Interspersed are other scenes from the 1960s and ’70s that show Bush dealing with the long shadows cast by his parents and younger brother Jeb-the smart one. The future president essentially wails throughout: “Dad always liked you best.”

Brolin, who last year was absolutely convincing as an unlucky, deer-hunting Vietnam vet in No Country for Old Men, here gives us a George W. Bush who can express himself only in verbal clichés and painfully uptight body language. Yet he retains a wounded and pitiable human core-a core that’s been squelched into a Shrub rather than a Bush (as Molly Ivins had it) early in life. There’s a pain in Brolin’s Bush that seems rooted in something deeper than parental disapproval.

(The film doesn’t deal with Bush’s early childhood, but Stone might have squeezed some insight out of the death from leukemia of Bush’s 3-year-old sister, Robin, when he was 7. He hadn’t even known she was sick, and apparently wasn’t allowed to attend her funeral. According to some accounts, his parents played golf the next day, no doubt in an attempt to forestall their grief.)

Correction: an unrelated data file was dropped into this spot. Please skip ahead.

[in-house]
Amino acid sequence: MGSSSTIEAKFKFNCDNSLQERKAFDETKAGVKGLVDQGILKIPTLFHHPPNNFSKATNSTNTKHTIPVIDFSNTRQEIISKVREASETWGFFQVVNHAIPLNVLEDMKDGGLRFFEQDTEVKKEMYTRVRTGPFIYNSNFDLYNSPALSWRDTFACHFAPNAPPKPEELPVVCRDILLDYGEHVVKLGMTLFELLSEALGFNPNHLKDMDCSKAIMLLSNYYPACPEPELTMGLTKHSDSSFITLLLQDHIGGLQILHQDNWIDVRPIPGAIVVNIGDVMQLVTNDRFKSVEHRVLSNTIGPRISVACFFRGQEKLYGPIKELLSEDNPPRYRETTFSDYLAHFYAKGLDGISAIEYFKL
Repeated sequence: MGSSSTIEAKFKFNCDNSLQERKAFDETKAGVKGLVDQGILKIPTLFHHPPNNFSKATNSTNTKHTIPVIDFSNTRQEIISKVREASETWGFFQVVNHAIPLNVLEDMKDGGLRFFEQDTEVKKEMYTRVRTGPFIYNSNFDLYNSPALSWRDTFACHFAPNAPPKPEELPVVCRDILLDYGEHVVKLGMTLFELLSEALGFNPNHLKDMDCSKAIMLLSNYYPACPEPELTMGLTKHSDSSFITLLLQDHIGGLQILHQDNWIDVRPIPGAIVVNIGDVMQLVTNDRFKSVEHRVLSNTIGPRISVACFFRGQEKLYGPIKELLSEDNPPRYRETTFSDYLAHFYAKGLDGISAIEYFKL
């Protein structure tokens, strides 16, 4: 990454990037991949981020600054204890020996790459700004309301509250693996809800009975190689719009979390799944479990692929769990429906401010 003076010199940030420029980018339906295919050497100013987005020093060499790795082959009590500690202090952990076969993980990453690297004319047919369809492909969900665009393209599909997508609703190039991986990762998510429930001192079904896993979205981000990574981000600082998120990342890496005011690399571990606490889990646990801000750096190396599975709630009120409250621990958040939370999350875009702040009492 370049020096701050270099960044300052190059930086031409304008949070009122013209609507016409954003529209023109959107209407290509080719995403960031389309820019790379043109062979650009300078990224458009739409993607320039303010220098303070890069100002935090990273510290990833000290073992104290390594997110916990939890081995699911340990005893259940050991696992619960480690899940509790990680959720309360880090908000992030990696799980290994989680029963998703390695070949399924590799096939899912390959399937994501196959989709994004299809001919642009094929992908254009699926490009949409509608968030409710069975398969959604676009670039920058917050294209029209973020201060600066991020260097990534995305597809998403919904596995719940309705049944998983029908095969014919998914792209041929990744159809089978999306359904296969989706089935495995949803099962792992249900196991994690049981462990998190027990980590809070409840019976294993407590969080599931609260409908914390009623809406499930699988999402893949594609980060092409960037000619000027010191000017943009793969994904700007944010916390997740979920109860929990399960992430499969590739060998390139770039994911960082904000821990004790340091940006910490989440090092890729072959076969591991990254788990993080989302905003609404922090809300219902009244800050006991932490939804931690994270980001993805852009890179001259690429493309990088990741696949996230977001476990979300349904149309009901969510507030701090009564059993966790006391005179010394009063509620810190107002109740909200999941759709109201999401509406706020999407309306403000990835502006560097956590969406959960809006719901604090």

There’s no need to recount the plot. The film ends before the 2004 election as the world comes to realize there were no weapons of mass destruction in Iraq. Everyone already knows that story, which Stone plays straight.

The film largely stands and falls on the skill with which Stone and his first-rate cast show us what we already know. Richard Dreyfuss’ conniving Dick Cheney is just shy of Strangelovian in the scene showing the case for war being laid out for Bush. Scott Glenn’s Donald Rumsfeld signals his lack of concern for the suffering of U.S. troops by smiling contentedly while digging into a slice of pecan pie. Jeffrey Wright’s Colin Powell doesn’t have quite the gravitas that the original projects-his voice is perhaps a little too soft. The moment when he, the lone voice of reason, capitulates to Cheney and Rummy and signs on to the invasion falls a little flat. (He does later deliver a satisfying “fuck you” to the preening, bullying Cheney.)